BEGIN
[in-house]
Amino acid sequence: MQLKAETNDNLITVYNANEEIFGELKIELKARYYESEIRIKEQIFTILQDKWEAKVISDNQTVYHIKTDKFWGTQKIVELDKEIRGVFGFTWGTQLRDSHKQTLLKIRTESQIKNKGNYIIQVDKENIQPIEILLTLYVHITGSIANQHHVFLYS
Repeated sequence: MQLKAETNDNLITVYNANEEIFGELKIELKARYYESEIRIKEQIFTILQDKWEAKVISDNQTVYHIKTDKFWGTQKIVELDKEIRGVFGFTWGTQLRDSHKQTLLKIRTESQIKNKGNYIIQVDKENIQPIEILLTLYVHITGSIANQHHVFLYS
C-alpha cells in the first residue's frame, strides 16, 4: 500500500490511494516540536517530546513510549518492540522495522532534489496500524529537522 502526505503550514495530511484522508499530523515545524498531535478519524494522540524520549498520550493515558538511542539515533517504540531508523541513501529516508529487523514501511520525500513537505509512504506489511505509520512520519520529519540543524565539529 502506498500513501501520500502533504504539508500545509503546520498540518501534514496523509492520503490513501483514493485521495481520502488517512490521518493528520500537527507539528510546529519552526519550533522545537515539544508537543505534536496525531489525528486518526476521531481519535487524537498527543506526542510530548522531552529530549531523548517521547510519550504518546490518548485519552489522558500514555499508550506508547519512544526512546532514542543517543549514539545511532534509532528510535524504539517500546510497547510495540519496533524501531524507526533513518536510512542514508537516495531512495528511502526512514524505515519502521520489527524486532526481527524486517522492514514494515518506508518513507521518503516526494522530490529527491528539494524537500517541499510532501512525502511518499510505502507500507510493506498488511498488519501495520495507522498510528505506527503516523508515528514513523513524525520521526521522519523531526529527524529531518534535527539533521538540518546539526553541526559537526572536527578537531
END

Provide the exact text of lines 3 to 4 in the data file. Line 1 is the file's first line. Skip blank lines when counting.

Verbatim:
Repeated sequence: MQLKAETNDNLITVYNANEEIFGELKIELKARYYESEIRIKEQIFTILQDKWEAKVISDNQTVYHIKTDKFWGTQKIVELDKEIRGVFGFTWGTQLRDSHKQTLLKIRTESQIKNKGNYIIQVDKENIQPIEILLTLYVHITGSIANQHHVFLYS
C-alpha cells in the first residue's frame, strides 16, 4: 500500500490511494516540536517530546513510549518492540522495522532534489496500524529537522 502526505503550514495530511484522508499530523515545524498531535478519524494522540524520549498520550493515558538511542539515533517504540531508523541513501529516508529487523514501511520525500513537505509512504506489511505509520512520519520529519540543524565539529 502506498500513501501520500502533504504539508500545509503546520498540518501534514496523509492520503490513501483514493485521495481520502488517512490521518493528520500537527507539528510546529519552526519550533522545537515539544508537543505534536496525531489525528486518526476521531481519535487524537498527543506526542510530548522531552529530549531523548517521547510519550504518546490518548485519552489522558500514555499508550506508547519512544526512546532514542543517543549514539545511532534509532528510535524504539517500546510497547510495540519496533524501531524507526533513518536510512542514508537516495531512495528511502526512514524505515519502521520489527524486532526481527524486517522492514514494515518506508518513507521518503516526494522530490529527491528539494524537500517541499510532501512525502511518499510505502507500507510493506498488511498488519501495520495507522498510528505506527503516523508515528514513523513524525520521526521522519523531526529527524529531518534535527539533521538540518546539526553541526559537526572536527578537531